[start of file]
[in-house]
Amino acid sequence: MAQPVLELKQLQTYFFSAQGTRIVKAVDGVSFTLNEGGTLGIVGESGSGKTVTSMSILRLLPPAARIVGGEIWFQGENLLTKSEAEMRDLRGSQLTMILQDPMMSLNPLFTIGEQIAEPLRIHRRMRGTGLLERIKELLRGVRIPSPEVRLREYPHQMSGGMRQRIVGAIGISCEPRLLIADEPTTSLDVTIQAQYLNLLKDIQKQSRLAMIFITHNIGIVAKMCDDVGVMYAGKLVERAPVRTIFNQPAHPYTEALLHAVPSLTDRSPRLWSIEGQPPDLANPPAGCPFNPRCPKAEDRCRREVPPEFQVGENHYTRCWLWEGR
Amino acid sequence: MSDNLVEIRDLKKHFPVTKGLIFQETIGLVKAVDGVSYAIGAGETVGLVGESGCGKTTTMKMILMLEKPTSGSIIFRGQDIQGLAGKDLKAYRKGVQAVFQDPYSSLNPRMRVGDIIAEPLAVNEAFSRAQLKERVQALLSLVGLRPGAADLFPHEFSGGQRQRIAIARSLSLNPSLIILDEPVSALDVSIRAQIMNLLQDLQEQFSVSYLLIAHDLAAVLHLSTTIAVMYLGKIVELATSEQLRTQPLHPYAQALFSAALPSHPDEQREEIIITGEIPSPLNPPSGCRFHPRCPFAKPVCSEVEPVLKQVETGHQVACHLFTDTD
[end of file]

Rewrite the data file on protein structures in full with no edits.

[in-house]
Amino acid sequence: MAQPVLELKQLQTYFFSAQGTRIVKAVDGVSFTLNEGGTLGIVGESGSGKTVTSMSILRLLPPAARIVGGEIWFQGENLLTKSEAEMRDLRGSQLTMILQDPMMSLNPLFTIGEQIAEPLRIHRRMRGTGLLERIKELLRGVRIPSPEVRLREYPHQMSGGMRQRIVGAIGISCEPRLLIADEPTTSLDVTIQAQYLNLLKDIQKQSRLAMIFITHNIGIVAKMCDDVGVMYAGKLVERAPVRTIFNQPAHPYTEALLHAVPSLTDRSPRLWSIEGQPPDLANPPAGCPFNPRCPKAEDRCRREVPPEFQVGENHYTRCWLWEGR
Amino acid sequence: MSDNLVEIRDLKKHFPVTKGLIFQETIGLVKAVDGVSYAIGAGETVGLVGESGCGKTTTMKMILMLEKPTSGSIIFRGQDIQGLAGKDLKAYRKGVQAVFQDPYSSLNPRMRVGDIIAEPLAVNEAFSRAQLKERVQALLSLVGLRPGAADLFPHEFSGGQRQRIAIARSLSLNPSLIILDEPVSALDVSIRAQIMNLLQDLQEQFSVSYLLIAHDLAAVLHLSTTIAVMYLGKIVELATSEQLRTQPLHPYAQALFSAALPSHPDEQREEIIITGEIPSPLNPPSGCRFHPRCPFAKPVCSEVEPVLKQVETGHQVACHLFTDTD